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Figuring Out Doctrine: What It Is and What It Isn’t

How can we tell what is true doctrine, what is false doctrine, or what is simply cultural tradition?

Many people inside and outside of The Church of Jesus Christ of Latter-day Saints wonder what constitutes “Mormon doctrine.” With information available from many different websites, books, and people, they often have tough questions, such as:

  • What do members really believe?
  • How can members resolve apparent conflicts between traditional beliefs and newly available information?
  • How can we avoid getting off track in the first place?

Robert L. Millet, former dean of Religious Education at BYU, addresses these questions in his article “What Is Our Doctrine?” published in the Religious Educator. Brother Millet explains that only prophets and apostles have authority to establish doctrine. He also gives helpful guidelines to evaluate unexpected information based on scriptures, teachings of current prophets, and historical context. He addresses the points of keeping doctrine pure, establishing doctrinal parameters, remaining loyal to prophets while recognizing they are not infallible, and facing hard issues.

In addition, Millet points out that we do not always know all the answers. “I regularly state to my classes that it is as important for us to know what we do not know as it is for us to know what we know,” he says. “Far too many things are taught or discussed or even argued about that fit into the realm of the unrevealed and thus the unresolved.”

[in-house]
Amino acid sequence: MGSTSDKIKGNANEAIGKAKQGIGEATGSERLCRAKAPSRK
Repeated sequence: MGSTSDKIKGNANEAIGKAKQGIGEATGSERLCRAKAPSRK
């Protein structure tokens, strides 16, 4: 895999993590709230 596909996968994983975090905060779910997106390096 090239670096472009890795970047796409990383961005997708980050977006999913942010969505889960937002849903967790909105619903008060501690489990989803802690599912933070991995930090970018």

As we keep these parameters in mind, our discernment can increase. And rather than sowing doubts, our questions can increase our faith.

  • Keep doctrine pure: To keep ourselves from getting off track, teach from the scriptures and carefully study the words of the living prophets. Stay out of the realm of speculation.
  • Establish doctrinal parameters: Recognize what matters most. Focus on the central, saving doctrines—that Jesus Christ is the Son of God, for example—and don’t worry about peripheral issues. Consider statements from former Church leaders in context.
  • Remain loyal to prophets while recognizing they are human: Keep in mind that God uses imperfect leaders to accomplish his perfect purposes—as he has throughout history.
  • Face hard issues with faith and charity: When confronted with a difficult question, evaluate it in the context of the scriptures and the teachings of living prophets. Don’t be afraid to say, “I don’t know.” Respond to questions with respect and civility.

Read Brother Millet’s full article, “What Is Our Doctrine?

Source: Religious Studies Center

—Ariel Szuch, Mormon Insights 

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